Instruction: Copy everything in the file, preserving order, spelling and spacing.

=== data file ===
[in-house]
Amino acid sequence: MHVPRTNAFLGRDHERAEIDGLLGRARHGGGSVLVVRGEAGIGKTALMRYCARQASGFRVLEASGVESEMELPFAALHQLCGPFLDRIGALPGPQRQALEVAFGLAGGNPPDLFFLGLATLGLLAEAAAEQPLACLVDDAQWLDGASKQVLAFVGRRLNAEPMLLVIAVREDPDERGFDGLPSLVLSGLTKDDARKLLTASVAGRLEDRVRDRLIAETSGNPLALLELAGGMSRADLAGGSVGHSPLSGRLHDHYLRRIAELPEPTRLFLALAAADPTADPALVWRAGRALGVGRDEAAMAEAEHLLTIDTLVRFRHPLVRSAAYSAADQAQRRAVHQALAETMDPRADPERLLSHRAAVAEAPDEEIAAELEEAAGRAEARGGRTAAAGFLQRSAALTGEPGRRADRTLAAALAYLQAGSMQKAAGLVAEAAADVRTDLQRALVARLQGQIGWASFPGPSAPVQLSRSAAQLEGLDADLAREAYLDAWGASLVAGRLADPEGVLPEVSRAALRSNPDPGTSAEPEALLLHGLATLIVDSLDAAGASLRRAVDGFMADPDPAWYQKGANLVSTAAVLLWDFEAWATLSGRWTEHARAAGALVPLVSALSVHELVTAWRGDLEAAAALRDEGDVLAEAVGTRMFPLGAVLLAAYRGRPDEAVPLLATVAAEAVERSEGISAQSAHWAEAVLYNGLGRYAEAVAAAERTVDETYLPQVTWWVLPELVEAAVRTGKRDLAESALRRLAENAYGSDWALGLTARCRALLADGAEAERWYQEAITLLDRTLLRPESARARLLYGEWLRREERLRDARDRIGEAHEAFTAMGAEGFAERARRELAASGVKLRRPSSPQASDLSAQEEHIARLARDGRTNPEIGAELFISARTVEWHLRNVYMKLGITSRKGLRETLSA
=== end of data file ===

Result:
[in-house]
Amino acid sequence: MHVPRTNAFLGRDHERAEIDGLLGRARHGGGSVLVVRGEAGIGKTALMRYCARQASGFRVLEASGVESEMELPFAALHQLCGPFLDRIGALPGPQRQALEVAFGLAGGNPPDLFFLGLATLGLLAEAAAEQPLACLVDDAQWLDGASKQVLAFVGRRLNAEPMLLVIAVREDPDERGFDGLPSLVLSGLTKDDARKLLTASVAGRLEDRVRDRLIAETSGNPLALLELAGGMSRADLAGGSVGHSPLSGRLHDHYLRRIAELPEPTRLFLALAAADPTADPALVWRAGRALGVGRDEAAMAEAEHLLTIDTLVRFRHPLVRSAAYSAADQAQRRAVHQALAETMDPRADPERLLSHRAAVAEAPDEEIAAELEEAAGRAEARGGRTAAAGFLQRSAALTGEPGRRADRTLAAALAYLQAGSMQKAAGLVAEAAADVRTDLQRALVARLQGQIGWASFPGPSAPVQLSRSAAQLEGLDADLAREAYLDAWGASLVAGRLADPEGVLPEVSRAALRSNPDPGTSAEPEALLLHGLATLIVDSLDAAGASLRRAVDGFMADPDPAWYQKGANLVSTAAVLLWDFEAWATLSGRWTEHARAAGALVPLVSALSVHELVTAWRGDLEAAAALRDEGDVLAEAVGTRMFPLGAVLLAAYRGRPDEAVPLLATVAAEAVERSEGISAQSAHWAEAVLYNGLGRYAEAVAAAERTVDETYLPQVTWWVLPELVEAAVRTGKRDLAESALRRLAENAYGSDWALGLTARCRALLADGAEAERWYQEAITLLDRTLLRPESARARLLYGEWLRREERLRDARDRIGEAHEAFTAMGAEGFAERARRELAASGVKLRRPSSPQASDLSAQEEHIARLARDGRTNPEIGAELFISARTVEWHLRNVYMKLGITSRKGLRETLSA